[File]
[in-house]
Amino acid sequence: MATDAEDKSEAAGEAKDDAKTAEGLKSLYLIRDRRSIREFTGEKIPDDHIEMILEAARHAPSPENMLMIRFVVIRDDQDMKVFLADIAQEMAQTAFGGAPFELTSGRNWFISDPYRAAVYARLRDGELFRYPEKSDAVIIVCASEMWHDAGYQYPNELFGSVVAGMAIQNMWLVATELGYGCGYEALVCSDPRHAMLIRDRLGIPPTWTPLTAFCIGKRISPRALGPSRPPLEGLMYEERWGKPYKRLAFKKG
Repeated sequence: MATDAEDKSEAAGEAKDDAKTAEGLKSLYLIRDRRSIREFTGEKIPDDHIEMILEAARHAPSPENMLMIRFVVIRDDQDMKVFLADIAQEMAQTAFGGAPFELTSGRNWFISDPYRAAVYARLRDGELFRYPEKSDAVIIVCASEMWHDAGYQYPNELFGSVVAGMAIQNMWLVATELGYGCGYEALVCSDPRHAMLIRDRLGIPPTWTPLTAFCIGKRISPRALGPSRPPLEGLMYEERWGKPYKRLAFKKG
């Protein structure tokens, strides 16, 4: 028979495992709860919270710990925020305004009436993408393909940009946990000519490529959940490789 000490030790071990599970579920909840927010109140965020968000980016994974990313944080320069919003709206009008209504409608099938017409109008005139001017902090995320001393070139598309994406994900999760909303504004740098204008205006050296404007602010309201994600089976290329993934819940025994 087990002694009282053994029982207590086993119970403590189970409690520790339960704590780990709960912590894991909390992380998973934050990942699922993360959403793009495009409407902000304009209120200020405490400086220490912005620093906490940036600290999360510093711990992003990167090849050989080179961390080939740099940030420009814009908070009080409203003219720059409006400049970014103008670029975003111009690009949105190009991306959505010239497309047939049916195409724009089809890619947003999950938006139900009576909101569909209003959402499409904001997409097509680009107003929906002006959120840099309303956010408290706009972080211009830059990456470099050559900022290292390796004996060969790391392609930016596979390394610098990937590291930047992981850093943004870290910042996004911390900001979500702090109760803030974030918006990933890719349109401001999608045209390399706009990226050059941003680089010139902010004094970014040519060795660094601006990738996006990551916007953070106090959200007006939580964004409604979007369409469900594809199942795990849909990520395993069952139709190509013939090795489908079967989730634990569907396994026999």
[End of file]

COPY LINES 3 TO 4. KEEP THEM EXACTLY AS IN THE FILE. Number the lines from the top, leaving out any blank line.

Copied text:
Repeated sequence: MATDAEDKSEAAGEAKDDAKTAEGLKSLYLIRDRRSIREFTGEKIPDDHIEMILEAARHAPSPENMLMIRFVVIRDDQDMKVFLADIAQEMAQTAFGGAPFELTSGRNWFISDPYRAAVYARLRDGELFRYPEKSDAVIIVCASEMWHDAGYQYPNELFGSVVAGMAIQNMWLVATELGYGCGYEALVCSDPRHAMLIRDRLGIPPTWTPLTAFCIGKRISPRALGPSRPPLEGLMYEERWGKPYKRLAFKKG
């Protein structure tokens, strides 16, 4: 028979495992709860919270710990925020305004009436993408393909940009946990000519490529959940490789 000490030790071990599970579920909840927010109140965020968000980016994974990313944080320069919003709206009008209504409608099938017409109008005139001017902090995320001393070139598309994406994900999760909303504004740098204008205006050296404007602010309201994600089976290329993934819940025994 087990002694009282053994029982207590086993119970403590189970409690520790339960704590780990709960912590894991909390992380998973934050990942699922993360959403793009495009409407902000304009209120200020405490400086220490912005620093906490940036600290999360510093711990992003990167090849050989080179961390080939740099940030420009814009908070009080409203003219720059409006400049970014103008670029975003111009690009949105190009991306959505010239497309047939049916195409724009089809890619947003999950938006139900009576909101569909209003959402499409904001997409097509680009107003929906002006959120840099309303956010408290706009972080211009830059990456470099050559900022290292390796004996060969790391392609930016596979390394610098990937590291930047992981850093943004870290910042996004911390900001979500702090109760803030974030918006990933890719349109401001999608045209390399706009990226050059941003680089010139902010004094970014040519060795660094601006990738996006990551916007953070106090959200007006939580964004409604979007369409469900594809199942795990849909990520395993069952139709190509013939090795489908079967989730634990569907396994026999």